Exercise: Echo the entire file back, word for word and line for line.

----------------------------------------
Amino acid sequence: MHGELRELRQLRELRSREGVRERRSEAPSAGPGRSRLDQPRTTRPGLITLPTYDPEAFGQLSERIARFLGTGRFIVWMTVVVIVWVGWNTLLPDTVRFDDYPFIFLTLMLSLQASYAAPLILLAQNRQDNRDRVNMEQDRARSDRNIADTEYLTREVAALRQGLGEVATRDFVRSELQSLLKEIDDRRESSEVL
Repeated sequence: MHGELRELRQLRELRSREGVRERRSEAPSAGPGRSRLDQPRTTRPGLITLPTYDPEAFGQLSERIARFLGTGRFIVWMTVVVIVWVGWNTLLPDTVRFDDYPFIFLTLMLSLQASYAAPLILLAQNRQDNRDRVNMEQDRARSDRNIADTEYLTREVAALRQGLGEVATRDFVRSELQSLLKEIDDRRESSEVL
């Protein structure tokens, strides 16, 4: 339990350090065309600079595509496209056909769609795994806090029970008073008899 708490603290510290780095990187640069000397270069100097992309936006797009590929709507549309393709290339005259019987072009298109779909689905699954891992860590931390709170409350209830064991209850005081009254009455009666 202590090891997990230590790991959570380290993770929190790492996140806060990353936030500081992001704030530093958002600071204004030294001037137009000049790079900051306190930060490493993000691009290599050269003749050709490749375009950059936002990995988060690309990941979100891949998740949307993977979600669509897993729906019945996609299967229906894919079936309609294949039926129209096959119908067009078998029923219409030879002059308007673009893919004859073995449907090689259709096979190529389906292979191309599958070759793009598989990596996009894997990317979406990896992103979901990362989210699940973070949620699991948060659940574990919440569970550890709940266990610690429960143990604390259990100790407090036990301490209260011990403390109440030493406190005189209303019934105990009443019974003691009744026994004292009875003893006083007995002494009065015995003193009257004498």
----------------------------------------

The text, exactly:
Amino acid sequence: MHGELRELRQLRELRSREGVRERRSEAPSAGPGRSRLDQPRTTRPGLITLPTYDPEAFGQLSERIARFLGTGRFIVWMTVVVIVWVGWNTLLPDTVRFDDYPFIFLTLMLSLQASYAAPLILLAQNRQDNRDRVNMEQDRARSDRNIADTEYLTREVAALRQGLGEVATRDFVRSELQSLLKEIDDRRESSEVL
Repeated sequence: MHGELRELRQLRELRSREGVRERRSEAPSAGPGRSRLDQPRTTRPGLITLPTYDPEAFGQLSERIARFLGTGRFIVWMTVVVIVWVGWNTLLPDTVRFDDYPFIFLTLMLSLQASYAAPLILLAQNRQDNRDRVNMEQDRARSDRNIADTEYLTREVAALRQGLGEVATRDFVRSELQSLLKEIDDRRESSEVL
């Protein structure tokens, strides 16, 4: 339990350090065309600079595509496209056909769609795994806090029970008073008899 708490603290510290780095990187640069000397270069100097992309936006797009590929709507549309393709290339005259019987072009298109779909689905699954891992860590931390709170409350209830064991209850005081009254009455009666 202590090891997990230590790991959570380290993770929190790492996140806060990353936030500081992001704030530093958002600071204004030294001037137009000049790079900051306190930060490493993000691009290599050269003749050709490749375009950059936002990995988060690309990941979100891949998740949307993977979600669509897993729906019945996609299967229906894919079936309609294949039926129209096959119908067009078998029923219409030879002059308007673009893919004859073995449907090689259709096979190529389906292979191309599958070759793009598989990596996009894997990317979406990896992103979901990362989210699940973070949620699991948060659940574990919440569970550890709940266990610690429960143990604390259990100790407090036990301490209260011990403390109440030493406190005189209303019934105990009443019974003691009744026994004292009875003893006083007995002494009065015995003193009257004498």